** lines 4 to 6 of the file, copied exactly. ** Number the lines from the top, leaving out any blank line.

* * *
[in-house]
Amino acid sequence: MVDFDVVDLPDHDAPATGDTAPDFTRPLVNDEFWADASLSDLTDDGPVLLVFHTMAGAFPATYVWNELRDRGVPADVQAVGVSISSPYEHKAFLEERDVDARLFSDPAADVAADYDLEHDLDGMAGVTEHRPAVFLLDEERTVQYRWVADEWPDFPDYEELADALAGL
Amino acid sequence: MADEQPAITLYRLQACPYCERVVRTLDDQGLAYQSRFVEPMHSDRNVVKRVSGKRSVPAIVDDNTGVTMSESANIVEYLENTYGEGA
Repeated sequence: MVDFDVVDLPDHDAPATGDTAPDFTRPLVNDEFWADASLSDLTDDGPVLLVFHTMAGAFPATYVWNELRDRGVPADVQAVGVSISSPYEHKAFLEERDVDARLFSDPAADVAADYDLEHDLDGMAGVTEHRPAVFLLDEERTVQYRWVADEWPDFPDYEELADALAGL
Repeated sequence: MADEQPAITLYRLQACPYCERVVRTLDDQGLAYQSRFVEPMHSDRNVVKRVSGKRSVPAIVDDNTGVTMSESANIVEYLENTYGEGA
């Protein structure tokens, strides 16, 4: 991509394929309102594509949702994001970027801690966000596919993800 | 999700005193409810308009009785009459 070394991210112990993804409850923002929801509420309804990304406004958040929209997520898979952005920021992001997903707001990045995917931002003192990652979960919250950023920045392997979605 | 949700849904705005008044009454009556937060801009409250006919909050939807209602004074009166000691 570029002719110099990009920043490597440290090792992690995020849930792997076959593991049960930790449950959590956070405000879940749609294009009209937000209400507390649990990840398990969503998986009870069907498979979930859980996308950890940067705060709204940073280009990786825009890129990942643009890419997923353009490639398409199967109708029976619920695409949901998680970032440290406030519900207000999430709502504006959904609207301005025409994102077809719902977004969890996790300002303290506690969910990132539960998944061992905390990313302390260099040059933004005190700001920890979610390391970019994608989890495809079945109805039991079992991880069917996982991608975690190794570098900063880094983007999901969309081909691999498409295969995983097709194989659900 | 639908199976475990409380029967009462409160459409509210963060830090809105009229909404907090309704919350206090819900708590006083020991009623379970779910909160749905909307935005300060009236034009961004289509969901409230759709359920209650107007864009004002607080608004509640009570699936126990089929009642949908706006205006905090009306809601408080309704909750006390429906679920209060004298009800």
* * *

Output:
Repeated sequence: MVDFDVVDLPDHDAPATGDTAPDFTRPLVNDEFWADASLSDLTDDGPVLLVFHTMAGAFPATYVWNELRDRGVPADVQAVGVSISSPYEHKAFLEERDVDARLFSDPAADVAADYDLEHDLDGMAGVTEHRPAVFLLDEERTVQYRWVADEWPDFPDYEELADALAGL
Repeated sequence: MADEQPAITLYRLQACPYCERVVRTLDDQGLAYQSRFVEPMHSDRNVVKRVSGKRSVPAIVDDNTGVTMSESANIVEYLENTYGEGA
């Protein structure tokens, strides 16, 4: 991509394929309102594509949702994001970027801690966000596919993800 | 999700005193409810308009009785009459 070394991210112990993804409850923002929801509420309804990304406004958040929209997520898979952005920021992001997903707001990045995917931002003192990652979960919250950023920045392997979605 | 949700849904705005008044009454009556937060801009409250006919909050939807209602004074009166000691 570029002719110099990009920043490597440290090792992690995020849930792997076959593991049960930790449950959590956070405000879940749609294009009209937000209400507390649990990840398990969503998986009870069907498979979930859980996308950890940067705060709204940073280009990786825009890129990942643009890419997923353009490639398409199967109708029976619920695409949901998680970032440290406030519900207000999430709502504006959904609207301005025409994102077809719902977004969890996790300002303290506690969910990132539960998944061992905390990313302390260099040059933004005190700001920890979610390391970019994608989890495809079945109805039991079992991880069917996982991608975690190794570098900063880094983007999901969309081909691999498409295969995983097709194989659900 | 639908199976475990409380029967009462409160459409509210963060830090809105009229909404907090309704919350206090819900708590006083020991009623379970779910909160749905909307935005300060009236034009961004289509969901409230759709359920209650107007864009004002607080608004509640009570699936126990089929009642949908706006205006905090009306809601408080309704909750006390429906679920209060004298009800």